In the narthex, you will see two trees today, the Baobab Tree and the Angel Tree. All the canned goods under the Baobab Tree were collected by our Boy Scouts in Troops 791 from folks in their neighborhoods and many of us here also contributed. These will go directly to needy folks in the community, including folks who come to the food pantry at Christ Lutheran. The Angel Tree is our way of helping some families at Christmas. We received the names of these families from the staff at Chancellor Elementary School. After worship today I hope you will take note of what is on the Big Green Bulletin Board and what is on the floor at the base of that Bulletin Board. We can sign up to provide food for feeding homeless folks on December 11 at the Thurman Brisban Homeless Shelter. We can donate items for Hope House (the women’s shelter) and we can contribute food for the Christ Lutheran Food Pantry. I read through the November newsletter and noted these acts of kindness: We had a thank you from the Piecemakers, our Quilting Group, for providing resources for their work in making quilts for Micah Ministries, Hope House and Mary’s Shelter. I saw that our Sunday School children participated in Buck a Chick for World Hunger and they gave $42 for the ELCA World Hunger’s God’s Beloved Barnyard Project.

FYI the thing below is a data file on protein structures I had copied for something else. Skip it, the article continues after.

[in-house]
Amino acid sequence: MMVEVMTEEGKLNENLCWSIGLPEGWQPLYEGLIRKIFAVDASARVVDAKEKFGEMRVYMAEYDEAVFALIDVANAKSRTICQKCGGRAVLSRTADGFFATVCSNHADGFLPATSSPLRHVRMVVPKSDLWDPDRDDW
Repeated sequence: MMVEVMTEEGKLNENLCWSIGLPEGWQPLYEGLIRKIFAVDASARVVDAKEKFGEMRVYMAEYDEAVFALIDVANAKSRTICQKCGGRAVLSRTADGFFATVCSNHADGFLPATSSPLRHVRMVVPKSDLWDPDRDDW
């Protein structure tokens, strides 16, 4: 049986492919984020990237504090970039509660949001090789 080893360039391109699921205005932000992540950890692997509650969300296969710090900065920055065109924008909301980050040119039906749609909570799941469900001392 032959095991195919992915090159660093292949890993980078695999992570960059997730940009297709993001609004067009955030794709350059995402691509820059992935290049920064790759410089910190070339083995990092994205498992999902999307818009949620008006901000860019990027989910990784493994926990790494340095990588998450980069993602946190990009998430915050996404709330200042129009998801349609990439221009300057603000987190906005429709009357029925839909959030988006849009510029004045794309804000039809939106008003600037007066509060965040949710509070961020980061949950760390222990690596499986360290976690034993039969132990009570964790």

Here’s my vision for the day of judgment as we gather before the throne of Jesus: St. Peter announces “King Jesus, our next group is Resurrection Lutheran Church.” Jesus will look at us with love and mercy and say “Come, you that are blessed by my Father, inherit the kingdom prepared for you from the foundation of the world.” And then Jesus will say to us, “For I was hungry and you gave me something to drink, I was a stranger and you welcomed me, I was naked and you gave me clothing, I was sick and you took care of me, I was in prison and you visited me.” And we too will probably wonder aloud when we did this for Jesus. And Jesus will say to us, “People of Resurrection, truly I tell you, just as you did it to one of the least of these who are members of my family, you did it to me.”
Some of you are doing to ask, “So Pastor Jim, is going to heaven based on faith in what Jesus did on the cross for us or is it based on how we have taken care of people?” And I will answer you with an emphatic “yes!”